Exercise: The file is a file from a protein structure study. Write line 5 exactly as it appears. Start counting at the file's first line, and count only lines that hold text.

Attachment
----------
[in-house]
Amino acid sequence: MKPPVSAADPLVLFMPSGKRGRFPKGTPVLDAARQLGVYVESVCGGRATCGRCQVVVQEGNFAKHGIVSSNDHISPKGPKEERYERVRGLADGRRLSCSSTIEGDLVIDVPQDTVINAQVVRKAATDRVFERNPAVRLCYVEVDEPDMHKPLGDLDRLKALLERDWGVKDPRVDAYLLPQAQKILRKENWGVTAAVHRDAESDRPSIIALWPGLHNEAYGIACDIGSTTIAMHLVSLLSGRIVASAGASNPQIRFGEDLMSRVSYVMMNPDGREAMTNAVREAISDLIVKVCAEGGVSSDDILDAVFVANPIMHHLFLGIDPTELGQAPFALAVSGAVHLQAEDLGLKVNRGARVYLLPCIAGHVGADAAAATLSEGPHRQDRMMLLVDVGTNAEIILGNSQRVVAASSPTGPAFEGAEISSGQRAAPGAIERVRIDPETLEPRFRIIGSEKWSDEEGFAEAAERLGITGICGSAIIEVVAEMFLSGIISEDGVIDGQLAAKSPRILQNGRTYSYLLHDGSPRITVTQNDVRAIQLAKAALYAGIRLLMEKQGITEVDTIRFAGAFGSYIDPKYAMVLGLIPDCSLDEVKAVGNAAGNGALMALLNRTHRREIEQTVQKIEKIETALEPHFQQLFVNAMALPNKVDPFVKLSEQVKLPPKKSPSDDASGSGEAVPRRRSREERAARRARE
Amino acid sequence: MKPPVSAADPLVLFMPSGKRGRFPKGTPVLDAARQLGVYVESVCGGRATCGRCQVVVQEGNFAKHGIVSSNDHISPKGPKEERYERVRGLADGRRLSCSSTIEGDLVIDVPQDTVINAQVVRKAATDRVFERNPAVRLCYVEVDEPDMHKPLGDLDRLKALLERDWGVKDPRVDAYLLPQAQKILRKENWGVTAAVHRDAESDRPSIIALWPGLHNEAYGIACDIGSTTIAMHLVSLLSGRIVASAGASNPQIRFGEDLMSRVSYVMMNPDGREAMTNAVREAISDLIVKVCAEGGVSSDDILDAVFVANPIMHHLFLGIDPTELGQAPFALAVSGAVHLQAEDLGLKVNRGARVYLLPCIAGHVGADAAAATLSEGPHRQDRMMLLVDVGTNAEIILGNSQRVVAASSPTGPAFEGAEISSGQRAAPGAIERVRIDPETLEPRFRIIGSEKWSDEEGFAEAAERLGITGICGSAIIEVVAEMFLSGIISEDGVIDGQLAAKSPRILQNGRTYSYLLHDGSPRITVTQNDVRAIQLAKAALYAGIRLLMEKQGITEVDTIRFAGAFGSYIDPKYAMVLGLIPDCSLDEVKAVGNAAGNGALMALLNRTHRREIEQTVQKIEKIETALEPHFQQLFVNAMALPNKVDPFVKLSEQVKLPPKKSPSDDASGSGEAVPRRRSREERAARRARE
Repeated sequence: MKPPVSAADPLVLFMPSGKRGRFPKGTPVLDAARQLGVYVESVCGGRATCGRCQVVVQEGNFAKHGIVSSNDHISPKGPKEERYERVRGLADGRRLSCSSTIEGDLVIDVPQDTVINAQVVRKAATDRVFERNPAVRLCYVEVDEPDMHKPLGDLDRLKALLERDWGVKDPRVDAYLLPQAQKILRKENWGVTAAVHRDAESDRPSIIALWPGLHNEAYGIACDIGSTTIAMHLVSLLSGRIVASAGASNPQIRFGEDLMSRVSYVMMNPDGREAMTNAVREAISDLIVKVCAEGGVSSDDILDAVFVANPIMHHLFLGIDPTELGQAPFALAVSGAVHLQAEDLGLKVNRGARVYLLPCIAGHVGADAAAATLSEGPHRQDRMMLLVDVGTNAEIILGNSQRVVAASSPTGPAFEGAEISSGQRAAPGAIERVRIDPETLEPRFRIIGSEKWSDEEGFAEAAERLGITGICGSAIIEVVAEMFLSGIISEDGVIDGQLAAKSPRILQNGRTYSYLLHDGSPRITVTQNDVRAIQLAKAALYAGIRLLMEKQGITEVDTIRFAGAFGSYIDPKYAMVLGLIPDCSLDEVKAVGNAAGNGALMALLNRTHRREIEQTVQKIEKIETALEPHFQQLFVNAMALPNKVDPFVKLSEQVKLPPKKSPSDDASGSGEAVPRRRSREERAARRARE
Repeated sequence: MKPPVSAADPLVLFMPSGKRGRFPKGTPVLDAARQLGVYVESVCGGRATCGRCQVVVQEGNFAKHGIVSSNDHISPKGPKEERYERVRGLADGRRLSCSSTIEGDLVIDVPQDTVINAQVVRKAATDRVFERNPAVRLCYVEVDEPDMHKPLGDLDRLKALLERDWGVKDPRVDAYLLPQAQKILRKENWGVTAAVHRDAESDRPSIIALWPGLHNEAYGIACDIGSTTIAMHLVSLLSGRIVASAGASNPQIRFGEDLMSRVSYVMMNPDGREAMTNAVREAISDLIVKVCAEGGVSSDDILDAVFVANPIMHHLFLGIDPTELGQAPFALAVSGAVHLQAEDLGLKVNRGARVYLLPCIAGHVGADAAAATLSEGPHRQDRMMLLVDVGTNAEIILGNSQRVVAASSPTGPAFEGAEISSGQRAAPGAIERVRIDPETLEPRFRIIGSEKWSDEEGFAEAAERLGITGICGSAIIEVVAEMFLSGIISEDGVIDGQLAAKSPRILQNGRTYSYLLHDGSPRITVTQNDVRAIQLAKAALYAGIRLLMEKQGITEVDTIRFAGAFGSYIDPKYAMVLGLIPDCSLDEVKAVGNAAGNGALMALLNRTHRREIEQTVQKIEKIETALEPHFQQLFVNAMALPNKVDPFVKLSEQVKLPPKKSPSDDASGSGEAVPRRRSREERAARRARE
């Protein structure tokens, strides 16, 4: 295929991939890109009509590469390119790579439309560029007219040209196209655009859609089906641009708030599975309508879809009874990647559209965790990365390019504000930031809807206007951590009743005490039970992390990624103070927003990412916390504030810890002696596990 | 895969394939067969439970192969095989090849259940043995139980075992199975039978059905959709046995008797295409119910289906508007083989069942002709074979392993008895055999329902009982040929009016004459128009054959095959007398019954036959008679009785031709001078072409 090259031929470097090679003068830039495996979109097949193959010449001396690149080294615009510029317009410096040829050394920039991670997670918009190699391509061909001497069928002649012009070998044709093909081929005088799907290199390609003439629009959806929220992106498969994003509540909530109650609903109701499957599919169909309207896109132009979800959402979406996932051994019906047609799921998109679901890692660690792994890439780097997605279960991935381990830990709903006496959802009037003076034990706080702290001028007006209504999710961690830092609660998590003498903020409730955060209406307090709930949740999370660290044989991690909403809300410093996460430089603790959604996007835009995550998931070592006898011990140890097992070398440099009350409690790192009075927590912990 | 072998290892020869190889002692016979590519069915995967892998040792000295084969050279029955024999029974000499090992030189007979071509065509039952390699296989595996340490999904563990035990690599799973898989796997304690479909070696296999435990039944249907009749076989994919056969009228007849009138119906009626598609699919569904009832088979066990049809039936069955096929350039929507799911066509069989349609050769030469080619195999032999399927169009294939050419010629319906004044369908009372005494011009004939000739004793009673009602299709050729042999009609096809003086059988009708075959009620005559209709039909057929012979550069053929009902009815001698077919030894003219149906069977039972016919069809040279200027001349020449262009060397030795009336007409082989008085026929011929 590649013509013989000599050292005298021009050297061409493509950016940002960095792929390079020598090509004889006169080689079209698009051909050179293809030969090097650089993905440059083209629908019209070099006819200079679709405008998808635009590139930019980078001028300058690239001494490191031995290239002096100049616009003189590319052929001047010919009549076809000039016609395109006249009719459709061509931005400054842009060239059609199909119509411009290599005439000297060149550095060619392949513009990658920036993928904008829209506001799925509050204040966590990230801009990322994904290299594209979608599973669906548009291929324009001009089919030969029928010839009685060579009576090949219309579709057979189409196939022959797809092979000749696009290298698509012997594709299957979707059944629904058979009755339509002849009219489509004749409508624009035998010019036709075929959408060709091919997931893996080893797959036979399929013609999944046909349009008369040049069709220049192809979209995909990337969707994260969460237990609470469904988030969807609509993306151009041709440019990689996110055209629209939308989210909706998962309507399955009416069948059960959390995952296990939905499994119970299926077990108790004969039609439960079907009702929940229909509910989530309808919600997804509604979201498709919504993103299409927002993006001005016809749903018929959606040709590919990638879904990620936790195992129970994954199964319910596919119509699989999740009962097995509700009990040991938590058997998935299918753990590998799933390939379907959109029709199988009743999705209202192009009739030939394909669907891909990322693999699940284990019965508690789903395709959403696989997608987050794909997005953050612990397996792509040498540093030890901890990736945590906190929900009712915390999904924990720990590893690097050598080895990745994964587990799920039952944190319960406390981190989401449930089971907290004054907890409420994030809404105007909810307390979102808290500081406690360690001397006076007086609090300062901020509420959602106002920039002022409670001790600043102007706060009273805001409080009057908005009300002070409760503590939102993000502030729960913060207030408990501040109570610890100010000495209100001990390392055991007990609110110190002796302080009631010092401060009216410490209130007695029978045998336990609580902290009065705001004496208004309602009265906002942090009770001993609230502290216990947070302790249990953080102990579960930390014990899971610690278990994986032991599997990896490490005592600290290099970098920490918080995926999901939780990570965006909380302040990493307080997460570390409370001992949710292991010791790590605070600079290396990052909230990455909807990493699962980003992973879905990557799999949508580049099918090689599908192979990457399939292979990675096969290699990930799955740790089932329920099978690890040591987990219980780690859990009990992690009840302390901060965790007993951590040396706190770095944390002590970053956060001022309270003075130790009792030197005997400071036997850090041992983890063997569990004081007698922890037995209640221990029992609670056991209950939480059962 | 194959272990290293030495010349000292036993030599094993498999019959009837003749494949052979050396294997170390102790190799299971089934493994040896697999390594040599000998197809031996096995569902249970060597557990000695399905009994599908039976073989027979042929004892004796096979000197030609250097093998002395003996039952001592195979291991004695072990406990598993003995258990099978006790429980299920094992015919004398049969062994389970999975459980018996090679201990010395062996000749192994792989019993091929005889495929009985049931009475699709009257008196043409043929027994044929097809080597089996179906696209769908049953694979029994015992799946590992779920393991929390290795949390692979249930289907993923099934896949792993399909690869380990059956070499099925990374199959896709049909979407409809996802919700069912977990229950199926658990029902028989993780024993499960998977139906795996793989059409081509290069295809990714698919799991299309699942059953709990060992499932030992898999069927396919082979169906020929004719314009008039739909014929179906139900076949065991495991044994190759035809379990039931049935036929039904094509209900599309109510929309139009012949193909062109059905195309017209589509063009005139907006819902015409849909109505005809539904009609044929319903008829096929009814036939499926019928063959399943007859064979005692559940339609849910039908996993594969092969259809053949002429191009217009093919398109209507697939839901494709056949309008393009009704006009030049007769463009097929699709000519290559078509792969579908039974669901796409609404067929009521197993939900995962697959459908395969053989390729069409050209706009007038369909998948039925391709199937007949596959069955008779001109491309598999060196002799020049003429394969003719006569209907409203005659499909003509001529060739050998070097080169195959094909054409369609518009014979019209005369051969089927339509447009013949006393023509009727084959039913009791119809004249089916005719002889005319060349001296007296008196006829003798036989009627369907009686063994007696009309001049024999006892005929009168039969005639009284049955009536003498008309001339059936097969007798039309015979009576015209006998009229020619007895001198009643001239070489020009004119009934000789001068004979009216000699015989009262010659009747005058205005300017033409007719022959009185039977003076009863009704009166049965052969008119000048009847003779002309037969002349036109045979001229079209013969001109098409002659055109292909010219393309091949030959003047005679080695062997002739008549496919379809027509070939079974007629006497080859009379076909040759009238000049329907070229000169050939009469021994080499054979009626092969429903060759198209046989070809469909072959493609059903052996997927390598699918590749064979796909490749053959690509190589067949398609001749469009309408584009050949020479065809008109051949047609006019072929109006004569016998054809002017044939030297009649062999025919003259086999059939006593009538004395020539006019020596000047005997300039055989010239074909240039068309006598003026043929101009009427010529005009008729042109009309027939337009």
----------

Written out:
Repeated sequence: MKPPVSAADPLVLFMPSGKRGRFPKGTPVLDAARQLGVYVESVCGGRATCGRCQVVVQEGNFAKHGIVSSNDHISPKGPKEERYERVRGLADGRRLSCSSTIEGDLVIDVPQDTVINAQVVRKAATDRVFERNPAVRLCYVEVDEPDMHKPLGDLDRLKALLERDWGVKDPRVDAYLLPQAQKILRKENWGVTAAVHRDAESDRPSIIALWPGLHNEAYGIACDIGSTTIAMHLVSLLSGRIVASAGASNPQIRFGEDLMSRVSYVMMNPDGREAMTNAVREAISDLIVKVCAEGGVSSDDILDAVFVANPIMHHLFLGIDPTELGQAPFALAVSGAVHLQAEDLGLKVNRGARVYLLPCIAGHVGADAAAATLSEGPHRQDRMMLLVDVGTNAEIILGNSQRVVAASSPTGPAFEGAEISSGQRAAPGAIERVRIDPETLEPRFRIIGSEKWSDEEGFAEAAERLGITGICGSAIIEVVAEMFLSGIISEDGVIDGQLAAKSPRILQNGRTYSYLLHDGSPRITVTQNDVRAIQLAKAALYAGIRLLMEKQGITEVDTIRFAGAFGSYIDPKYAMVLGLIPDCSLDEVKAVGNAAGNGALMALLNRTHRREIEQTVQKIEKIETALEPHFQQLFVNAMALPNKVDPFVKLSEQVKLPPKKSPSDDASGSGEAVPRRRSREERAARRARE